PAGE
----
Friday, October 30, 2009

A Past Time Past its Prime

For most of the 20th Century, baseball was America's sport. It was tradition to go to the ballpark and watch the game; and eat a hot dog while singing "Take Me Out to the Ball Game." Players like Mickey Mantle and Lou Gehrig were legends and dominated talk around town throughout the year.

As time has progressed, baseball has taken a back seat to many new, high intensity sports. The emergence of the NFL and NBA has drawn people away from baseball. Basketball and football have speed and tempo; and big name athletes that can dominate games at any given second. Fans of baseball stars don't get to experience this star power because their players are only batting in about a third of the innings or pitching once an inning for sometimes half the game. You can't turn on the TV and watch a star be a part of every single play in baseball.

It has become increasingly difficult for sports fans to pick up the remote to even turn on the World Series or know who is still in the playoffs. With today's sports fan being driven by entertainment and speed, baseball has simply lost its edge. While attendance at baseball games is still high due to the ballpark experience, TV ratings have suffered detrimental hits. While there will always be fans out there that hate the Yankees, there are few teams in baseball that hold the power or reputation to even be worth talking about once your hometown team is out of the mix. Some teams don't even have high profile stars. The Tampa Bay Devil Rays, for example, have a well-balanced lineup from top to bottom and are becoming a successful franchise; but they lack the big names to draw country-wide attention.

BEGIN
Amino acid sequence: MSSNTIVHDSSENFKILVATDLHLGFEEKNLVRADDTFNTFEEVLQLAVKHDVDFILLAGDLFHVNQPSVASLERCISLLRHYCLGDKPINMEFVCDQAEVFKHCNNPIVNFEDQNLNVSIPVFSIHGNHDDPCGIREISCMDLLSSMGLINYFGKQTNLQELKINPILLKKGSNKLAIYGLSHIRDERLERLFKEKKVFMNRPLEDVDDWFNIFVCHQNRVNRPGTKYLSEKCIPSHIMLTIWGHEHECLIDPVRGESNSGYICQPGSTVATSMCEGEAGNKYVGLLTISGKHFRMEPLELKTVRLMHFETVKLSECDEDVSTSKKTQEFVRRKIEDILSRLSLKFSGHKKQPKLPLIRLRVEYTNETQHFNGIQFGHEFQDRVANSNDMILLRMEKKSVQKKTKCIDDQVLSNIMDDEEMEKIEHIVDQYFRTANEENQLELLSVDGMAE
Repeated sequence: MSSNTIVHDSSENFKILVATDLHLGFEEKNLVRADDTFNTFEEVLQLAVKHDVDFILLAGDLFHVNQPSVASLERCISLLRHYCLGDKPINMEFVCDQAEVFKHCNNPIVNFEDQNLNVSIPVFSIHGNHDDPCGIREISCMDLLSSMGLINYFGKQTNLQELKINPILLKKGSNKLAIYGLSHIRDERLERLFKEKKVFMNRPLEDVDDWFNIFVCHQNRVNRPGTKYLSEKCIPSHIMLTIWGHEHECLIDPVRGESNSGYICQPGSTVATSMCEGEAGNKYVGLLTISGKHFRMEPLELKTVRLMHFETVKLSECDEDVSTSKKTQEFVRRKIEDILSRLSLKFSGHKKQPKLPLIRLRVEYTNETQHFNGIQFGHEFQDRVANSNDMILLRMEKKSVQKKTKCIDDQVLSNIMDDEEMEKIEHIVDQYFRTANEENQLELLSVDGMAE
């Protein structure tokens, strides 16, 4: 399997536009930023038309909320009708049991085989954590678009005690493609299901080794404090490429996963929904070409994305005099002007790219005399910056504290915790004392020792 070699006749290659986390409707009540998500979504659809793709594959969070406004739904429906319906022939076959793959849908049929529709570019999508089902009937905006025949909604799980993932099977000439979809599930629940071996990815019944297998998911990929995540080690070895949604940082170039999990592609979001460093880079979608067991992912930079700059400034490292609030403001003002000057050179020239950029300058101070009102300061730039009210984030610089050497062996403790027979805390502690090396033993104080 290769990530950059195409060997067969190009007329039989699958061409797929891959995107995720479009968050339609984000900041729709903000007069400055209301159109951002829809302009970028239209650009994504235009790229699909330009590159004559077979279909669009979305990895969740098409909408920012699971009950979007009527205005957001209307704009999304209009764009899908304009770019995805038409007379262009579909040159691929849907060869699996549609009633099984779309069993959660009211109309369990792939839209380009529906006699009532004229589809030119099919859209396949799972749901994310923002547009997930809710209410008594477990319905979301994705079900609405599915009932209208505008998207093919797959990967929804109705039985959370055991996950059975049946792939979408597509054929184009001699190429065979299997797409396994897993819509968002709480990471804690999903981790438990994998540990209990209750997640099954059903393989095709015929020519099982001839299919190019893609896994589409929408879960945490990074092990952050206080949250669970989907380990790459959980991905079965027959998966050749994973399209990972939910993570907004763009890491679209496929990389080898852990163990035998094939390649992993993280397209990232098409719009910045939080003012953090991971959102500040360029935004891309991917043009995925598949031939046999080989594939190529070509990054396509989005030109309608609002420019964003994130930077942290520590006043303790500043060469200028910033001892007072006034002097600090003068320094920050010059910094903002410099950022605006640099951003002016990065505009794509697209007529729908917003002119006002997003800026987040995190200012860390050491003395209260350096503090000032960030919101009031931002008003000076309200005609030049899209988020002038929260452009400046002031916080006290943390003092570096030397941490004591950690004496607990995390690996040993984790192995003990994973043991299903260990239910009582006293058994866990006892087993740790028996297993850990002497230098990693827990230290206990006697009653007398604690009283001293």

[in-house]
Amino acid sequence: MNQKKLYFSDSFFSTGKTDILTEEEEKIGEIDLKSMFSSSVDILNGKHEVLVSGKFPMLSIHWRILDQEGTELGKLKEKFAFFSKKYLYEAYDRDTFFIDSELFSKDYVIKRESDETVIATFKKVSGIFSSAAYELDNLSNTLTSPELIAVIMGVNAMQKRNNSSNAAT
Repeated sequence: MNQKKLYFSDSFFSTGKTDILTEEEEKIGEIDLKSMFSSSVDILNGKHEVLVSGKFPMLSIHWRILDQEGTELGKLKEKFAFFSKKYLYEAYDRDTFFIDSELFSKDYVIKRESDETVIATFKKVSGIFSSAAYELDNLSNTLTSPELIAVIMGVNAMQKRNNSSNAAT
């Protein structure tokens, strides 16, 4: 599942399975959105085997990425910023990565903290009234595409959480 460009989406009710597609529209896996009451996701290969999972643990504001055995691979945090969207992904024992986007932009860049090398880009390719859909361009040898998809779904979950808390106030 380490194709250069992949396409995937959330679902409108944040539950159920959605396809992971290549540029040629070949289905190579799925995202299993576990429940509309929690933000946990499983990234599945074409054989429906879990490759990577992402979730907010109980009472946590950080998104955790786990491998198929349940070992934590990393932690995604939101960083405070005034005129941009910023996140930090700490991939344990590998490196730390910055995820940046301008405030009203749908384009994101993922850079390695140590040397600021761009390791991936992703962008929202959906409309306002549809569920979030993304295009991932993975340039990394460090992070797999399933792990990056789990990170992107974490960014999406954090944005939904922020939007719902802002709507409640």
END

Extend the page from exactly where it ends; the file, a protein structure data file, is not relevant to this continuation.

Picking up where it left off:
Another thing hurting interest in baseball is the replacement of baseball in kids' youth by sports like skateboarding, lacrosse, and soccer. While you will still find t-ball leagues across the country, there has been a big transition from baseball to these sports. Every year it seems that these sports elicit more and more interest and participation.

Furthermore, baseball's series of issues with steroids has hurt its reputation as a sport built on tradition and history. Many of the old records have been destroyed by modern players who take steroids. Mark McGuire broke the home run record (70) for a season; but is later sitting in front of Congress facing accusations of using human growth hormones. Barry Bonds broke McGuire's record with 73 HR's and then the all-time HR record; but again falls into the same position as McGuire and has a big asterisk put next to his name by many sports fans. Players like Bonds and McGuire hardly hit home runs in their younger years, and in recent years you could find them all buffed up and jacking bombs like they're hitting a golf ball with a baseball bat. The biggest problem is it isn't just these big stars using steroids. It has almost became a norm in the league today to use steroids for increased salaries and popularity. However, when players get caught, it doesn't just bring their career down, but rather they brings down the reputation and name of MLB with them.

The issue is what can be marketed to fans to bring baseball back? Can you market stars who use drugs? Can you market successful franchises without big names? How do you market a slow paced game of little scoring and variety? There are a few marketing strategies that seem to be yielding success for MLB. One strategy is individual teams that use campaigns to increase hometown support. The Detroit Tiger's executed a "Who's Your Tiger?" campaign that encouraged fans to associate with a player that also helped them connect with the game. A second idea is to continue to make the broadcasts of games more exciting. Slow motion cameras in between pitches, in-between inning interviews with managers, and sound bites seem to be reducing the struggle of fans sitting down and watch a three hour baseball game. without constantly flipping the channel. Overall, however, baseball truly has lost a step. The name of MLB has been tainted from steroids, young players are less abundant, and today's fast moving world has created a transition to fast, high flying sports action with big stars. Although marketing strategies may keep baseball dangling by a thread, it will never be the sport it was. But I guess if.... nope. Plain and simple, no matter how hard marketers and teams try, baseball is no longer "America's Past Time," and it is difficult to imagine it as America's future either.

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